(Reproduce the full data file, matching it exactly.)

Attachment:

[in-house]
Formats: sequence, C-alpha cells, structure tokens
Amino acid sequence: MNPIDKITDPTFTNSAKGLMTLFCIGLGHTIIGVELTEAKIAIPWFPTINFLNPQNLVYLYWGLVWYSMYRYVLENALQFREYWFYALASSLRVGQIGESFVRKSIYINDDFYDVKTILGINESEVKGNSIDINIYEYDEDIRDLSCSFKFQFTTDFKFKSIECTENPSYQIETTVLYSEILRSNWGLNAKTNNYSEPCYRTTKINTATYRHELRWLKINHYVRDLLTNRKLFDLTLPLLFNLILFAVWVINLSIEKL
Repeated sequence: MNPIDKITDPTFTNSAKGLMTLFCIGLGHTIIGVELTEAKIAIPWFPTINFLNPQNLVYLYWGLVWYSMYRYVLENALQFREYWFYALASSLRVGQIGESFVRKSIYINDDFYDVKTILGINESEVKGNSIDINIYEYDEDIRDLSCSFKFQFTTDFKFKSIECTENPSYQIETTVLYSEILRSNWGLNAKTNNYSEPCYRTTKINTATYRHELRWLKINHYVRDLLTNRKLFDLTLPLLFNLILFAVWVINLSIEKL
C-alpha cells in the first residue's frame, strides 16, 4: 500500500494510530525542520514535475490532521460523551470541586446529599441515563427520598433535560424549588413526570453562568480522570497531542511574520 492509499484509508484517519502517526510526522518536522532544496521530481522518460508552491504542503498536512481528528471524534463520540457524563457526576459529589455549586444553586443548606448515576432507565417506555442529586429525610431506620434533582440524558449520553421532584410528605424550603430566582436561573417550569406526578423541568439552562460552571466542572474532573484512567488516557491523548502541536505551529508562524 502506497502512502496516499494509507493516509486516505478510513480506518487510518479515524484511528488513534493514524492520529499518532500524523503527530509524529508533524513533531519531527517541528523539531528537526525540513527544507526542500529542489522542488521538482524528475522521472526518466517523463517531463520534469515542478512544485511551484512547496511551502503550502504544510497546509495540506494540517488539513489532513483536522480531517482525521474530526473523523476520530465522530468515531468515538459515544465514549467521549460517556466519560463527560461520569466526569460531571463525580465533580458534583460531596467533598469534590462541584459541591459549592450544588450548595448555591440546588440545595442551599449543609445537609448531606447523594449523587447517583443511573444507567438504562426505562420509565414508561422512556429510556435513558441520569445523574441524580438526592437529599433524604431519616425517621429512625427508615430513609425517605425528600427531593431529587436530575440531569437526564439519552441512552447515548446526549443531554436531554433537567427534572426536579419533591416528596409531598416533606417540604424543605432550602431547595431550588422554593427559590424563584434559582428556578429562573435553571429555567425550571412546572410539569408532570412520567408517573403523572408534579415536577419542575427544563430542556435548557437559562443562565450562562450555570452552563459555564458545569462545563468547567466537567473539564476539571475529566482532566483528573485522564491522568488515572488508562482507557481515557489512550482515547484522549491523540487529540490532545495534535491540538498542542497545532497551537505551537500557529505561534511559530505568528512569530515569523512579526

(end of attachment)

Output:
[in-house]
Formats: sequence, C-alpha cells, structure tokens
Amino acid sequence: MNPIDKITDPTFTNSAKGLMTLFCIGLGHTIIGVELTEAKIAIPWFPTINFLNPQNLVYLYWGLVWYSMYRYVLENALQFREYWFYALASSLRVGQIGESFVRKSIYINDDFYDVKTILGINESEVKGNSIDINIYEYDEDIRDLSCSFKFQFTTDFKFKSIECTENPSYQIETTVLYSEILRSNWGLNAKTNNYSEPCYRTTKINTATYRHELRWLKINHYVRDLLTNRKLFDLTLPLLFNLILFAVWVINLSIEKL
Repeated sequence: MNPIDKITDPTFTNSAKGLMTLFCIGLGHTIIGVELTEAKIAIPWFPTINFLNPQNLVYLYWGLVWYSMYRYVLENALQFREYWFYALASSLRVGQIGESFVRKSIYINDDFYDVKTILGINESEVKGNSIDINIYEYDEDIRDLSCSFKFQFTTDFKFKSIECTENPSYQIETTVLYSEILRSNWGLNAKTNNYSEPCYRTTKINTATYRHELRWLKINHYVRDLLTNRKLFDLTLPLLFNLILFAVWVINLSIEKL
C-alpha cells in the first residue's frame, strides 16, 4: 500500500494510530525542520514535475490532521460523551470541586446529599441515563427520598433535560424549588413526570453562568480522570497531542511574520 492509499484509508484517519502517526510526522518536522532544496521530481522518460508552491504542503498536512481528528471524534463520540457524563457526576459529589455549586444553586443548606448515576432507565417506555442529586429525610431506620434533582440524558449520553421532584410528605424550603430566582436561573417550569406526578423541568439552562460552571466542572474532573484512567488516557491523548502541536505551529508562524 502506497502512502496516499494509507493516509486516505478510513480506518487510518479515524484511528488513534493514524492520529499518532500524523503527530509524529508533524513533531519531527517541528523539531528537526525540513527544507526542500529542489522542488521538482524528475522521472526518466517523463517531463520534469515542478512544485511551484512547496511551502503550502504544510497546509495540506494540517488539513489532513483536522480531517482525521474530526473523523476520530465522530468515531468515538459515544465514549467521549460517556466519560463527560461520569466526569460531571463525580465533580458534583460531596467533598469534590462541584459541591459549592450544588450548595448555591440546588440545595442551599449543609445537609448531606447523594449523587447517583443511573444507567438504562426505562420509565414508561422512556429510556435513558441520569445523574441524580438526592437529599433524604431519616425517621429512625427508615430513609425517605425528600427531593431529587436530575440531569437526564439519552441512552447515548446526549443531554436531554433537567427534572426536579419533591416528596409531598416533606417540604424543605432550602431547595431550588422554593427559590424563584434559582428556578429562573435553571429555567425550571412546572410539569408532570412520567408517573403523572408534579415536577419542575427544563430542556435548557437559562443562565450562562450555570452552563459555564458545569462545563468547567466537567473539564476539571475529566482532566483528573485522564491522568488515572488508562482507557481515557489512550482515547484522549491523540487529540490532545495534535491540538498542542497545532497551537505551537500557529505561534511559530505568528512569530515569523512579526